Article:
(b) The second attack was that the trade mark registration for BATTS was not a valid registration and should be revoked pursuant to s 66(1)(a) of the Act because at no time during a continuous period of 3 years or more did Tasman put the trade mark registration to genuine use in the course of trade in New Zealand in relation to insulating materials. The defendants contended that there was no evidence of product produced by Tasman having been marketed under or by reference to the word BATTS alone. All Tasman’s usage had been as PINK BATTS.
Knauf and BFNG also counterclaimed that Tasman’s proceedings were unjustified proceedings in terms of s 105 Trade Marks Act 2002 as a consequence of the s 95 defence and the two challenges to registrability of the trade mark under ss 66(1)(a) and (c).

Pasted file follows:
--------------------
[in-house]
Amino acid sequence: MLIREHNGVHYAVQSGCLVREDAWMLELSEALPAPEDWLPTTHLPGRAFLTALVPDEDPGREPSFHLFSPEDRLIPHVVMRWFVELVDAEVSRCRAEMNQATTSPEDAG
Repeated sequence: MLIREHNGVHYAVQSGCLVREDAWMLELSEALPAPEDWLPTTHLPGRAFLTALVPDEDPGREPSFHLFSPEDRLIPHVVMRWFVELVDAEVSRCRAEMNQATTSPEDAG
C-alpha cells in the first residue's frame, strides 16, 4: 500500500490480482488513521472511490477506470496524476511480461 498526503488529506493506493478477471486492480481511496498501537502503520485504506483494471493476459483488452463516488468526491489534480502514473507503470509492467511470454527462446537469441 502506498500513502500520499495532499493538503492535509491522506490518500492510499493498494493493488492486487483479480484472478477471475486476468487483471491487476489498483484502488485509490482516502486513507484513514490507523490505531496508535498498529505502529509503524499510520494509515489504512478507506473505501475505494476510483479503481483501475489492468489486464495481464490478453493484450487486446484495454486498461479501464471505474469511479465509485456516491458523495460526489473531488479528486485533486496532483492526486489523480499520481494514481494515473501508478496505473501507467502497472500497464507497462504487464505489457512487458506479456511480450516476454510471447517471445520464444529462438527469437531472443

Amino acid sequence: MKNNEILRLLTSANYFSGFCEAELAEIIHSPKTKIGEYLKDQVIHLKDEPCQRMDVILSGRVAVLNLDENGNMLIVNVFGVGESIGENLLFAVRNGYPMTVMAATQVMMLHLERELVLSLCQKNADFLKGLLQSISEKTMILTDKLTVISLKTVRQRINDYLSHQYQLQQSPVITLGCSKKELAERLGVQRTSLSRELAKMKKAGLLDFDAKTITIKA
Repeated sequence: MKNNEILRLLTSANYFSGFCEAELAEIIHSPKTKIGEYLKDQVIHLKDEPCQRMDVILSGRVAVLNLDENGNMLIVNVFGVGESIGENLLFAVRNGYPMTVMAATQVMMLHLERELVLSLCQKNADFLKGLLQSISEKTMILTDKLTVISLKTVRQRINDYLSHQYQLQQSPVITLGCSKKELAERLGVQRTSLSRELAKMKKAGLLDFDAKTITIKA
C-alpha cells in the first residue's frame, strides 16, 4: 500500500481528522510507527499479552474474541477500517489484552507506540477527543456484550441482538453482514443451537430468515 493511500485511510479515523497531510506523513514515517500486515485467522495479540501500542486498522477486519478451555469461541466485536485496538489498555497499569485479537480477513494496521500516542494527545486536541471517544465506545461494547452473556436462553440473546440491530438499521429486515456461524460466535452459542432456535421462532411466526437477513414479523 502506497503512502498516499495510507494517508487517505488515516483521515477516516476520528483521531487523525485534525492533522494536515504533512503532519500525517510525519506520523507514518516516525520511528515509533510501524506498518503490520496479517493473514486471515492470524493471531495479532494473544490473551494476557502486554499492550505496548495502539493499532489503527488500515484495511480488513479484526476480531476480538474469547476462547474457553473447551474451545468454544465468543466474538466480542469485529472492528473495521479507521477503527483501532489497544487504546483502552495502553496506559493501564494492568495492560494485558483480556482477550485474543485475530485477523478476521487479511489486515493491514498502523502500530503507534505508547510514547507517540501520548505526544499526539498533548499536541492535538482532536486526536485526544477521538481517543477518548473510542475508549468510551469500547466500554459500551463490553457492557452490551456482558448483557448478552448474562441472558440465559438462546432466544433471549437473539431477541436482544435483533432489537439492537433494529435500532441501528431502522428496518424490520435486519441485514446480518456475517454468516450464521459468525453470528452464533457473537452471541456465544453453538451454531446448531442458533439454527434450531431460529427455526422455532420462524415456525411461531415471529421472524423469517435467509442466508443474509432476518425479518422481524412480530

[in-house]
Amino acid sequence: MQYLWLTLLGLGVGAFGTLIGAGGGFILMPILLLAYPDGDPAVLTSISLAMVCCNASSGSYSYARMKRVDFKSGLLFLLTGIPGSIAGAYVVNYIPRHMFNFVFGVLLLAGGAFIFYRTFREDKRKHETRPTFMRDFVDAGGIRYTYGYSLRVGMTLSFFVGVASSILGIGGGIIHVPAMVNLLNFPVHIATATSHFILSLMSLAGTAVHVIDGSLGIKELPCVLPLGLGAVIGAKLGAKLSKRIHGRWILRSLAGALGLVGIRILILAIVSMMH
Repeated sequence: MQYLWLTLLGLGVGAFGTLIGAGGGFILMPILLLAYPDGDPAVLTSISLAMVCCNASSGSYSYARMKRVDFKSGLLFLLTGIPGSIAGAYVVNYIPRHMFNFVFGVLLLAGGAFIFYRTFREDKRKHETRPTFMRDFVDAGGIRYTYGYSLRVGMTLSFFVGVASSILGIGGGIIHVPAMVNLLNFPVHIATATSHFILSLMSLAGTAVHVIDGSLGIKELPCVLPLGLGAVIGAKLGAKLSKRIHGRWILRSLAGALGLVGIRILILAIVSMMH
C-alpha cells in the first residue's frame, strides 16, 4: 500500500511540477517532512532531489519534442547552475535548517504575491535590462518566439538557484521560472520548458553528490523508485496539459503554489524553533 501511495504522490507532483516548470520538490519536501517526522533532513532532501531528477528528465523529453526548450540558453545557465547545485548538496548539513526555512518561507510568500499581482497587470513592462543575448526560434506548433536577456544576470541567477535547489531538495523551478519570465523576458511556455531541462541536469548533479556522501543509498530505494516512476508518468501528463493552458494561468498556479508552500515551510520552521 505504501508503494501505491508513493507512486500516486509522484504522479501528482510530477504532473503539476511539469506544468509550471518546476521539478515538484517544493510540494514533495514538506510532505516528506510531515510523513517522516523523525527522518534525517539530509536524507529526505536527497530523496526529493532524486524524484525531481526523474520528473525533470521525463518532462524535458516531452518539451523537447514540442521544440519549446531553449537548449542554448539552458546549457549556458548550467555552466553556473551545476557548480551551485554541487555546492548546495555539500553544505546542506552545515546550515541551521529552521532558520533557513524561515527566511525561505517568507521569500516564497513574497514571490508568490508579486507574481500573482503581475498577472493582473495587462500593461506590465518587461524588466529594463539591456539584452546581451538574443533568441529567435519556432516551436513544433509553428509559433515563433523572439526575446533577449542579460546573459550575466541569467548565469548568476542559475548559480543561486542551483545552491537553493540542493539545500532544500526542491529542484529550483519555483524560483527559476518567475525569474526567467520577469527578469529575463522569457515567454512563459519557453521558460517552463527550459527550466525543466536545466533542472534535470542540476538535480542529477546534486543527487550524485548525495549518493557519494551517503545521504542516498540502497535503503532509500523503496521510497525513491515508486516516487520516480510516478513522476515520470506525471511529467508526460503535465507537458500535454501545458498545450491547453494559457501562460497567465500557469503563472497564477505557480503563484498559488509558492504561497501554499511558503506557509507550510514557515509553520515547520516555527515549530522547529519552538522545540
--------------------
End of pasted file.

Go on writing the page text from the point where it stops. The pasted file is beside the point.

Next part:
Fair Trading Act issues
In addition there were a number of claims under the Fair Trading Act 1986 by both Tasman and each of the defendants.
Tasman’s claims were that:
(a) Knauf’s brand EARTHWOOL, its use of the EARTHWOOL name and the way in which the EARTHWOOL product was distributed was liable to mislead or would mislead or deceive the public into believing that the products were made from sheep’s wool or wool from other types of animals when they were not.
(b) The second defendant, Eco Insulation’s sale, advertising and marketing of the EARTHWOOL product on its website was liable to mislead the public as to the nature, manufacturing process or characteristics of the EARTHWOOL product, in particular that: